//Gathering for a Story

Gathering for a Story



Listening to a story is a delicious way to get the big picture. The teacher makes unifying concepts seem like shimmering new ideas by gathering us and sharing details we never knew or never thought about.


The Story of Numbers was revealed to a small group of six and seven year-olds recently. Their imaginations were immediately captured as they were brought back to the earliest of times, the times illustrated in the Timeline of Early Humans. Here are just a few glimpses of the story as it progressed:


Perhaps Early Humans, wanting to describe the number of deer, the number of bee hives found, used one stone for each, one stone for "one," and two stones for "two. . . "



The Greeks used a symbol similar to the first letter of their word for a number, with something that looked like a "d" for "deca," or ten.



The Roman Numerals are sometimes seen on buildings, showing the year they were built.



Chinese Numerals allowed them to record large numbers for agriculture and trade.



With only a few lines, we can move from one kind of numeral to another.



Looking at the charts from the Story of Numbers, we can see some likenesses between the different systems of numerals.



The children moved closer to point out connections they saw.


After looking at several different systems of numbers, the children heard that the numerals we use are called “Arabic” numerals, because Arabs, traveling to India, found a book, “Arithmetic,” which gave them the idea to use the numbers one to nine and the zero, to represent hierarchies of numbers like we use today.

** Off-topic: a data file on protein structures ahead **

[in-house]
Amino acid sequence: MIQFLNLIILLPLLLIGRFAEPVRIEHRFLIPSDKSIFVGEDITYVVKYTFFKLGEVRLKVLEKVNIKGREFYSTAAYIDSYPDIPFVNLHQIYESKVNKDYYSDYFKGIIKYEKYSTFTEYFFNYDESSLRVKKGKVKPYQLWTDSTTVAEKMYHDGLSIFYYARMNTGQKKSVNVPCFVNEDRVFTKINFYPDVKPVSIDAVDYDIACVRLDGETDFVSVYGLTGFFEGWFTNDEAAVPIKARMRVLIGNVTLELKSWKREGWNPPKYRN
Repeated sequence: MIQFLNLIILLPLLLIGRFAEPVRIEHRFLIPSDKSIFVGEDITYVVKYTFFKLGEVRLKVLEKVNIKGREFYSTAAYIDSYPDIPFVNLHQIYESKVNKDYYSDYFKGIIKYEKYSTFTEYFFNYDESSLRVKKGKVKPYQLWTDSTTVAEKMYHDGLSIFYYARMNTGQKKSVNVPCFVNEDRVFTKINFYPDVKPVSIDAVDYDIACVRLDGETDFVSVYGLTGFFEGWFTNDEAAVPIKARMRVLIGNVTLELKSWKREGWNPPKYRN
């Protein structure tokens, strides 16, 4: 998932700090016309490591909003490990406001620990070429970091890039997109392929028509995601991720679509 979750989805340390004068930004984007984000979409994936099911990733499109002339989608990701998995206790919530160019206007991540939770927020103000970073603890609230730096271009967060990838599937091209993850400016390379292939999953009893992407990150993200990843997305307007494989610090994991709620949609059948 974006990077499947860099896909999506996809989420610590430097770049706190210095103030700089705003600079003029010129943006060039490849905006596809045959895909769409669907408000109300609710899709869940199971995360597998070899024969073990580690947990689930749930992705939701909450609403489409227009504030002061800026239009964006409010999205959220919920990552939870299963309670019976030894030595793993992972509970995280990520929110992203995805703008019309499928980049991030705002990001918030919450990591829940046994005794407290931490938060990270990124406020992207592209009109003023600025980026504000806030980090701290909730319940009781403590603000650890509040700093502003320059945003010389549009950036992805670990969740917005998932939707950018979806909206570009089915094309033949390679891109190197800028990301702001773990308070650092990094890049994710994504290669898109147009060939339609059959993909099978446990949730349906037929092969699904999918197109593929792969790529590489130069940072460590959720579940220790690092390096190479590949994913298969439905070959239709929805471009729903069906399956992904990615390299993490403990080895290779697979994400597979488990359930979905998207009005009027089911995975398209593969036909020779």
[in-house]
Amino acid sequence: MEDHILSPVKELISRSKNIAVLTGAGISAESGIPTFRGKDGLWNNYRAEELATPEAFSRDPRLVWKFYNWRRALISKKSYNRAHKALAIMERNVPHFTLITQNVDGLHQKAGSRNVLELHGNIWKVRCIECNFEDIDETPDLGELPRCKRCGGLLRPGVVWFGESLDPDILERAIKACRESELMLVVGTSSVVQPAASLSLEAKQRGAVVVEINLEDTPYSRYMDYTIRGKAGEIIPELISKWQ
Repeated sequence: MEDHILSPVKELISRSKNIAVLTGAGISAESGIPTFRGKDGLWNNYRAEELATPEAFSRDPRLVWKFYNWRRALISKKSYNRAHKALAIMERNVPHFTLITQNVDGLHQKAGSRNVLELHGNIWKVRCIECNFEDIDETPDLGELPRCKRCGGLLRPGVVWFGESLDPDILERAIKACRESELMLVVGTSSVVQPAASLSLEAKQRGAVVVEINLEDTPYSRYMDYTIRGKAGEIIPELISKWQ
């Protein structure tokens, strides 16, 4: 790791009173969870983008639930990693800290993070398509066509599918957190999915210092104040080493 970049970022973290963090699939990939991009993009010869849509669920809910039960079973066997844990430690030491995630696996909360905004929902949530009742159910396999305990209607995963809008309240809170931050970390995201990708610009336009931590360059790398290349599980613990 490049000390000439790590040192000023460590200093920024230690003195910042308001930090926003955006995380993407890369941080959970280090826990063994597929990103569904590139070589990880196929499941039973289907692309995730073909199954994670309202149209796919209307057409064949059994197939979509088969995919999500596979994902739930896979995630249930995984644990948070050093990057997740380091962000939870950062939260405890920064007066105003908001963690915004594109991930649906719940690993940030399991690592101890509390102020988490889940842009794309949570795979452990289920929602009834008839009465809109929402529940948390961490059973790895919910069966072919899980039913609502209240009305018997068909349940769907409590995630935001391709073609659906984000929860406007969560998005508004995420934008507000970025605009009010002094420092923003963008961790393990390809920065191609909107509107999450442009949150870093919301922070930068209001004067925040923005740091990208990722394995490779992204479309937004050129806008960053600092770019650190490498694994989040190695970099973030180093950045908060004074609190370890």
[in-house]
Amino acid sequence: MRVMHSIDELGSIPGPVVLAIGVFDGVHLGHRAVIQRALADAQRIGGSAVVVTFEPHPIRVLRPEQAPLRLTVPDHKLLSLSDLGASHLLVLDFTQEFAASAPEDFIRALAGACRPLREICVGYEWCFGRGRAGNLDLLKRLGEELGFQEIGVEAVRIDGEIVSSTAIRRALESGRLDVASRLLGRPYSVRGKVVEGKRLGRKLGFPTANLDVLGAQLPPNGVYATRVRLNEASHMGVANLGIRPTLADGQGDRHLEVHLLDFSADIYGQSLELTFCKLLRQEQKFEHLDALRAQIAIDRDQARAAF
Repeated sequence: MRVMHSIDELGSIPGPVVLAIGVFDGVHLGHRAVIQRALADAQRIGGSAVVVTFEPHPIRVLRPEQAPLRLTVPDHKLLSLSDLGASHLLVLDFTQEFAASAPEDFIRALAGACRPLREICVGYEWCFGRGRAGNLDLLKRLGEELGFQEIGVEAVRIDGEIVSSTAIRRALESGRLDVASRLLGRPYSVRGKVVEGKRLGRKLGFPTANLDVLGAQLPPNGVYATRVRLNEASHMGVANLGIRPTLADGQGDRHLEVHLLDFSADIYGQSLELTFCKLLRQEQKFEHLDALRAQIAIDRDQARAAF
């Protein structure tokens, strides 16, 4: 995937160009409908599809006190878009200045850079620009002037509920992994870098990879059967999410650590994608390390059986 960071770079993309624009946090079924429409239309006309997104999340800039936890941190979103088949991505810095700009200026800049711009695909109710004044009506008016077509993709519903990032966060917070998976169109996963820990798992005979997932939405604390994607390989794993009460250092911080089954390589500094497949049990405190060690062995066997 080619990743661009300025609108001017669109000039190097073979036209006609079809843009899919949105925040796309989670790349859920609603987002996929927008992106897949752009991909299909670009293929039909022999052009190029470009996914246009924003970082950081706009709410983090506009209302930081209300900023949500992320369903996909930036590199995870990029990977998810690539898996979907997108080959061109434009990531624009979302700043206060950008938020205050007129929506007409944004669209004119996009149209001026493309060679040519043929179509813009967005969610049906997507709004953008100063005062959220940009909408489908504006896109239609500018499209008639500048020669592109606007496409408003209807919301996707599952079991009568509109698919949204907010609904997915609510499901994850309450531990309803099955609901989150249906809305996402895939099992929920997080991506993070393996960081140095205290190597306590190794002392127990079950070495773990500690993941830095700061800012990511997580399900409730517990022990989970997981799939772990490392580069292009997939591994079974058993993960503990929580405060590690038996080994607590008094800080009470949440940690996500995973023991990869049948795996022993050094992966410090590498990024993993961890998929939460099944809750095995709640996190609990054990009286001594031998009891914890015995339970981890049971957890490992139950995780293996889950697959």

A chart was presented with “Old European” numerals, which look very much like the ones we use.


The children looked and made comments about the likeness and differences with our numerals.


The spell of the story is woven.


Fueled by the images of this adventure of human invention and discovery, the children were ready to take up clay tablets and wooden styluses and leap into the story itself.


From the spell of the story came an appreciation of the creative work that brought us the bead frame and the ability to write and imagine numbers into the millions, and billions, and trillions, and on.


Notches on sticks, cuneiform, hieroglyphics, the abacus and many other inventions expressed our human fascination with numbers.  What other inventions can you name that have brought us the ability to work with numbers we have today?


Do you enjoy keeping score at a baseball game or working with statistics?  Who do we have to thank for these?



If you have more to add to the Story of Numbers, by all means do so. Click on “comment” and add your information.



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2017-11-14T22:22:49+00:00By |Early Education|